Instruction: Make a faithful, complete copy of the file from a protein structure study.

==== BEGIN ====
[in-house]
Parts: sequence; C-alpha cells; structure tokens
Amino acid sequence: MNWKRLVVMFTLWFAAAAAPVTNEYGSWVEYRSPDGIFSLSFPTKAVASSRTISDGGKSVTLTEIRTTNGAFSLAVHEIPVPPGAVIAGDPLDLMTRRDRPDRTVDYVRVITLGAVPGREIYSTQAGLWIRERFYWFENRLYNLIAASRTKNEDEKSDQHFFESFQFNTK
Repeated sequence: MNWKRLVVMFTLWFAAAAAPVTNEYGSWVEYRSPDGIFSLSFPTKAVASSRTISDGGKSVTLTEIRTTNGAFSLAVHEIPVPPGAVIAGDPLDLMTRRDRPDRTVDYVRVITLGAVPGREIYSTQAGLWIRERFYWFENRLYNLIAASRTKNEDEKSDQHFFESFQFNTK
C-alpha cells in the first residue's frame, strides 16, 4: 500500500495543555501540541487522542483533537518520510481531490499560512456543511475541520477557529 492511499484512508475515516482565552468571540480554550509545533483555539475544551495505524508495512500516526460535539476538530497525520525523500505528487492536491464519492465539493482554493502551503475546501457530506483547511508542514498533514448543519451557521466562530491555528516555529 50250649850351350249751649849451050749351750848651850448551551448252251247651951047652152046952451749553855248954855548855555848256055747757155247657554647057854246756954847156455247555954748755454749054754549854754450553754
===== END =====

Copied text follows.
[in-house]
Parts: sequence; C-alpha cells; structure tokens
Amino acid sequence: MNWKRLVVMFTLWFAAAAAPVTNEYGSWVEYRSPDGIFSLSFPTKAVASSRTISDGGKSVTLTEIRTTNGAFSLAVHEIPVPPGAVIAGDPLDLMTRRDRPDRTVDYVRVITLGAVPGREIYSTQAGLWIRERFYWFENRLYNLIAASRTKNEDEKSDQHFFESFQFNTK
Repeated sequence: MNWKRLVVMFTLWFAAAAAPVTNEYGSWVEYRSPDGIFSLSFPTKAVASSRTISDGGKSVTLTEIRTTNGAFSLAVHEIPVPPGAVIAGDPLDLMTRRDRPDRTVDYVRVITLGAVPGREIYSTQAGLWIRERFYWFENRLYNLIAASRTKNEDEKSDQHFFESFQFNTK
C-alpha cells in the first residue's frame, strides 16, 4: 500500500495543555501540541487522542483533537518520510481531490499560512456543511475541520477557529 492511499484512508475515516482565552468571540480554550509545533483555539475544551495505524508495512500516526460535539476538530497525520525523500505528487492536491464519492465539493482554493502551503475546501457530506483547511508542514498533514448543519451557521466562530491555528516555529 50250649850351350249751649849451050749351750848651850448551551448252251247651951047652152046952451749553855248954855548855555848256055747757155247657554647057854246756954847156455247555954748755454749054754549854754450553754